Late Hammond B3 Legend Larry Young 'In Paris: The ORTF Recordings.' Resonance Records [REVIEW]
This one is a real find.Hammond B3 organist Larry Young, from Newark, New Jersey, like many of his jazz contemporaries, found himself living and working in Paris in 1964. He was a mere 23. The music on the two-disc In Paris: The ORTF Recordings (Resonance Records) has been heard exactly once: live on French radio. These tapes have been meticulously maintained by the French National Audiovisual Institute for the last half-century and released now, for the first time.
Young would go on to record a series of groundbreaking Blue Note albums back in the states before joining Miles Davis in 1969 for Bitches Brew, the same year he'd join The Tony Williams Lifetime with guitarist John McLaughlin (who contributes a beautiful essay) and bassist Jack Bruce. In other words, the man helped pioneer jazz/rock fusion.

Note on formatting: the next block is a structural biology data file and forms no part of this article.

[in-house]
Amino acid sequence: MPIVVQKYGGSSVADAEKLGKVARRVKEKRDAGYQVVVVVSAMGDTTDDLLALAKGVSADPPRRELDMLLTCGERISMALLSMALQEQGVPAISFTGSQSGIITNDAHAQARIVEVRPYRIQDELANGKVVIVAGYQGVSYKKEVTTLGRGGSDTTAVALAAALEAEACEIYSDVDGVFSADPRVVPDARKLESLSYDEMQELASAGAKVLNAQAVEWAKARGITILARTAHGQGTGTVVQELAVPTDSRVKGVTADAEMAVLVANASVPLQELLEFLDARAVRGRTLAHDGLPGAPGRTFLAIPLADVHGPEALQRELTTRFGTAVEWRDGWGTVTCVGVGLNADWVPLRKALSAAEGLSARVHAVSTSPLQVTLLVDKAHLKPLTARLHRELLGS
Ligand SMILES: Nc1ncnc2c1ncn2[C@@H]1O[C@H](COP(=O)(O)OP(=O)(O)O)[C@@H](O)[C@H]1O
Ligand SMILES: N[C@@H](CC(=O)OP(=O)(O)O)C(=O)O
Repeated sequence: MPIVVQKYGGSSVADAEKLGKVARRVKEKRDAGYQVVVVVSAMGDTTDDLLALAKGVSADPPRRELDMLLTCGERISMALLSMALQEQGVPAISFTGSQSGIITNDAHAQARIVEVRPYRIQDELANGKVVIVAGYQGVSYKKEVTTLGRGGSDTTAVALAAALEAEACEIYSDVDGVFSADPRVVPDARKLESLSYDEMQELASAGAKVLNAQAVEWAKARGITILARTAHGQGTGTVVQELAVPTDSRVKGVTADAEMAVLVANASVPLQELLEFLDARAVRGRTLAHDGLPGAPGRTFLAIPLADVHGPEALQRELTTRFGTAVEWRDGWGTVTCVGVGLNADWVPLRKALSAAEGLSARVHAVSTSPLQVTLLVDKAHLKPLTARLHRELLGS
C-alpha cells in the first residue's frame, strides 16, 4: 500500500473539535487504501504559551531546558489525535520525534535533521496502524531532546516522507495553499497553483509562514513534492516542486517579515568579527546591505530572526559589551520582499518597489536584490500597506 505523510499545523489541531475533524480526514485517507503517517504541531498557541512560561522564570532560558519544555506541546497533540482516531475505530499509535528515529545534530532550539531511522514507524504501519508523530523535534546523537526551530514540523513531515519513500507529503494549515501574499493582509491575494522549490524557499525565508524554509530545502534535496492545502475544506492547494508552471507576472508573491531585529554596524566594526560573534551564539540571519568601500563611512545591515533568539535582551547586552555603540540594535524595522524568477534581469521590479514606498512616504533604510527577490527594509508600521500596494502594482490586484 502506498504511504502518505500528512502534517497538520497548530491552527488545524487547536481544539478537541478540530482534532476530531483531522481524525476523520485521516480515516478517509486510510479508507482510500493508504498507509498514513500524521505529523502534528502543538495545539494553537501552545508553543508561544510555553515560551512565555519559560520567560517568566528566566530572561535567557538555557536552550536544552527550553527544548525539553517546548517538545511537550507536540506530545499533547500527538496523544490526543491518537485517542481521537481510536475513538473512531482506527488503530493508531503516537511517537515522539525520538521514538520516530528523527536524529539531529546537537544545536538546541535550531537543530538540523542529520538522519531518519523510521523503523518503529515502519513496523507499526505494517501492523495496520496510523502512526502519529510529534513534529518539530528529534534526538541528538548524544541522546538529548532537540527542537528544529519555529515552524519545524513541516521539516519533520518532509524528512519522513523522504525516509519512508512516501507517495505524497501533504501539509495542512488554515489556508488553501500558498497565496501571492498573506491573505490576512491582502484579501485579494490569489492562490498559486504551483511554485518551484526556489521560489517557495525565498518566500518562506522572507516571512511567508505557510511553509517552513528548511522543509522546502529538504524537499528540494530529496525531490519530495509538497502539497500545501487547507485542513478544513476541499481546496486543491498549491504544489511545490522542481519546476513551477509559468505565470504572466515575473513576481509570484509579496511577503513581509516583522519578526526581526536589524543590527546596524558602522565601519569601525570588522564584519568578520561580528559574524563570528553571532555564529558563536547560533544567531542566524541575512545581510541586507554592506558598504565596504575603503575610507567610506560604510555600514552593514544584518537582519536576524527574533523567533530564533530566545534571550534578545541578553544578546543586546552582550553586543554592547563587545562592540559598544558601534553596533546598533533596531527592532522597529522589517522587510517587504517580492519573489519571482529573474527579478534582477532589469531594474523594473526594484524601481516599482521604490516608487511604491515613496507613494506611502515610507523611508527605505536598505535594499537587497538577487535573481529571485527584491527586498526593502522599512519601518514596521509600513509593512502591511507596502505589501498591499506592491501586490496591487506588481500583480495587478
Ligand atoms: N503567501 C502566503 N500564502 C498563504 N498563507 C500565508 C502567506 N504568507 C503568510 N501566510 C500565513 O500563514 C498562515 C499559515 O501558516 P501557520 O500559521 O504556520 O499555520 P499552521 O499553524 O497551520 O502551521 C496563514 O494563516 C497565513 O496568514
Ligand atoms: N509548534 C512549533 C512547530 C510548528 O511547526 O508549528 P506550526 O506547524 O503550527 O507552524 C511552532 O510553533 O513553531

The music herein, though, is pre-fusion adventurism. Amazingly enough, it sounds as fresh and vital in 2016 as it did in the '60s. With trumpeter Woody Shaw (19 at the time), tenor saxophonist Nathan Davis, bassist Jacques B. Hess, Italy's Franco Manzecchi on drums, drummer Billy Brooks, pianist Jack Dieval and Guadaloupean percussionist Jacky Bamboo, this is the first new release of Larry Young music--as leader and sideman--in 38 years.
A John Coltrane tribute of sorts ("Trane of Thought") starts this wild ride off in grand fashion. Most of the material is original written by various band members with a decided post-bop leaning yet the stand-out has to be the aptly-named 13:59 Wayne Shorter gem, "Beyond All Limits." And that's not even the longest piece (Shaw's 20:31 "Zoltan" goes through so many changes, it's dizzying and thus, eminently enjoyable.) From "Larry's Blues" to "Discotheque," these ORTF Recordings (Office Radio Television France) are as stirring and makes the pulse quicken as much as it must have the very first and only other time it was ever heard. Larry Young died in 1978 at the age of 38 from pneumonia.